“What a term to start!”... “I don’t envy you”... “I bet you wish you were still running a girls’ school” are some of the comments that friends have levelled at me since I took up the headship at co-educational Alleyn’s in January. It has been an unusual term to say the least; taking over at the start of a lockdown, completely re-writing public exam assessments, setting up a clinical testing facility and transferring our entire school online, all at a few days’ notice.
But this has paled into insignificance next to the challenge of the last few weeks since the testimonies on ‘Everyone’s Invited’ and the subsequent cries of anguish and rage came to light. No-one, particularly no-one who has worked in education for a long time, can read the more than 10,00 posts on that site without feeling profound dismay and sadness. It is harrowing, chastening, devastating. And I am not using those words lightly.
Casual sexism, misogyny and a complete failure to grasp the notion of consent, mutuality or how to run respectful sexual relationships, underscores so much of what is written there, and the damage associated with this cannot and should not be under-estimated. It is clear that girls and young women in this country have been growing up for many years, in a climate in which a casual, power-based, porn-fuelled attitude to sex is coupled with verbal or visual harassment of one kind or other.
And of course, so much of this has been playing out outline, on social media platforms and chat forums. The children and young people we see engaging in real-life at school and at home, are also living large parts of their lives online and invisible to the adults in their lives. The “adults in the room” are no longer “in the room”, and that’s why, when so many parents and educators say they are shocked, they really mean it.
The outcomes for girls are pervasive and long-lasting; overwhelming sense of shame, guilt, loss of confidence and body-image concerns, with recent research suggesting one in three girls between 12 and 16 experience clinically significant mental health issues. One in three! These depressing statistics speak powerfully to the fact that there is something seriously wrong.
So, there is a huge national problem, and we have a lot of work to do to resolve it. Most schools, my own included, have been teaching sex education, consent and mutual respect through PSCHE for years, and we are now reviewing that programme and ensuring we support parents as well as pupils in the future. However, it is clear to see that an immense and nationwide effort is needed to ensure the right messages land properly and effectively.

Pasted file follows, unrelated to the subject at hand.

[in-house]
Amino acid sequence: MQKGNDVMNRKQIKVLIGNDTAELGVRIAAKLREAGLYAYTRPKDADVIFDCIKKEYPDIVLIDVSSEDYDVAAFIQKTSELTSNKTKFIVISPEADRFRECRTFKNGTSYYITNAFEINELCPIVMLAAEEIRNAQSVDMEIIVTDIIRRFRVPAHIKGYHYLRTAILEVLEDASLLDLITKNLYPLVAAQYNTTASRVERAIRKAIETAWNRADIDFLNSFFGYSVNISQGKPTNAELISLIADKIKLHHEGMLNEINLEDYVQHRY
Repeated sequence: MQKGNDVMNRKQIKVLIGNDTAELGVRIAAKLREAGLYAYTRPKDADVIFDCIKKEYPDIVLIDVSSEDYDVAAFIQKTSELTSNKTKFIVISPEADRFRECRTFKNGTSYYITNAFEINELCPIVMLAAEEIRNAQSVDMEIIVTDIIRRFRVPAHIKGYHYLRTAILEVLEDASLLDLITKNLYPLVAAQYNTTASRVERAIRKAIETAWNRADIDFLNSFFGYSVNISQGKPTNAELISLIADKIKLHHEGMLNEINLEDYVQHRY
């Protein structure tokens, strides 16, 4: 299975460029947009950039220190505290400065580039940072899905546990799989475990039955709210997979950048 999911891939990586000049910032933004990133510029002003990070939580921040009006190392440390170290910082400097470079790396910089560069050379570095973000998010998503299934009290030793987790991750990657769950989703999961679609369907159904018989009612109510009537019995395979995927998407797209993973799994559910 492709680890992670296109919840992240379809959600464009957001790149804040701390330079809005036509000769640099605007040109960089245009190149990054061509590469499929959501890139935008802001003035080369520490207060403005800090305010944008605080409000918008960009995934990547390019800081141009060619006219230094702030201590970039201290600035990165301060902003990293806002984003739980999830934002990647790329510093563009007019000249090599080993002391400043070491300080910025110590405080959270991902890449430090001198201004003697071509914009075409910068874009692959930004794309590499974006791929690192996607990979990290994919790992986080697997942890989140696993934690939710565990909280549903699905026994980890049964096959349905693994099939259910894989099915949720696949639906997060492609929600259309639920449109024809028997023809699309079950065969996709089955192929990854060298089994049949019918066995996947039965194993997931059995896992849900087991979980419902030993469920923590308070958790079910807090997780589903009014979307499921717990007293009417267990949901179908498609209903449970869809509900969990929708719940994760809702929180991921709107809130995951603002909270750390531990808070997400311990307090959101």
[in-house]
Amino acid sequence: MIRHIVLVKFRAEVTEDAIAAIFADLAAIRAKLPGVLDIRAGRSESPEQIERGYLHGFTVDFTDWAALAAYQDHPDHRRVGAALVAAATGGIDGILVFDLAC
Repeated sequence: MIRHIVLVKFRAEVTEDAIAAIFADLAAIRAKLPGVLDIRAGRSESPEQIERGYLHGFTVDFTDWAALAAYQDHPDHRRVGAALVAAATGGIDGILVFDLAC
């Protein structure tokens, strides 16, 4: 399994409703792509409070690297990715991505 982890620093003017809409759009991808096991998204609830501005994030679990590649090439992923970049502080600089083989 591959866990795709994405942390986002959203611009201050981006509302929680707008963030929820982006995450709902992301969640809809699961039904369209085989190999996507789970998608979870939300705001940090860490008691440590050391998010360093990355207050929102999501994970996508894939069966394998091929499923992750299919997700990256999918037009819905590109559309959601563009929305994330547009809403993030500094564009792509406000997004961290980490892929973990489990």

Critically, boys and young men need to be part of the conversation and part of the solution. A gender war helps no-one, and pitting girls against boys or “othering” the opposite gender, is no solution. Our young people must learn how to tackle these things head on; how to listen to each other generously and with respect, and how to express their concerns and their hopes openly together.
I have been with Alleyn’s pupils for the last three weeks, since lockdown eased, and that is where my greatest hope lies. I stood at the school gates to wish my pupils a happy holiday on the end of term and I saw decent, cordial, kind and funny young people heading out of the gates. As I’ve walked round my school and chatted to pupils on the playground, in the corridors, as I’ve watched them play football or netball, or perform monologues or respond in the classroom, I’ve seen young people who are happy together, who want to learn and who support and respect and care about each other.
We have spent a lot of time in the Senior School, over the last fortnight, discussing what gender equality and mutual respect should look like in our school and beyond it. Those discussions, involving every pupil in the school, were run by pairs of male and female senior students. And the Alleyn’s Equality Charter they are drawing up, will be the result of their mutual work – with input from all stakeholders: parents, staff and alumni too.
This work is no less important in younger years. Our Junior School is committed to playing a central role with parents to help our children uphold these values of gender equality and mutual respect, providing the direction and reference points upon which to build healthy and positive teenage years. From the early years onwards, they can model and experience at first hand, within every lesson and most moments of the day, what it means to be a trusted or respected girl or boy.
What I have found most heartening about all of this, why I truly believe that great good will emerge from these very difficult times, is that this is about girls and young women finding and using their voices as a powerful, unignorable force and about young men and boys, working with them, side by side and shoulder to shoulder, to find a solution and to make the future a whole lot better for them and for the generations that follow them.
I have profound hope and belief that we can get there together. That is why it is a privilege to have taken over this co-educational school right now and why I am proud to be doing it. We have critical work to do, and we will be doing it together.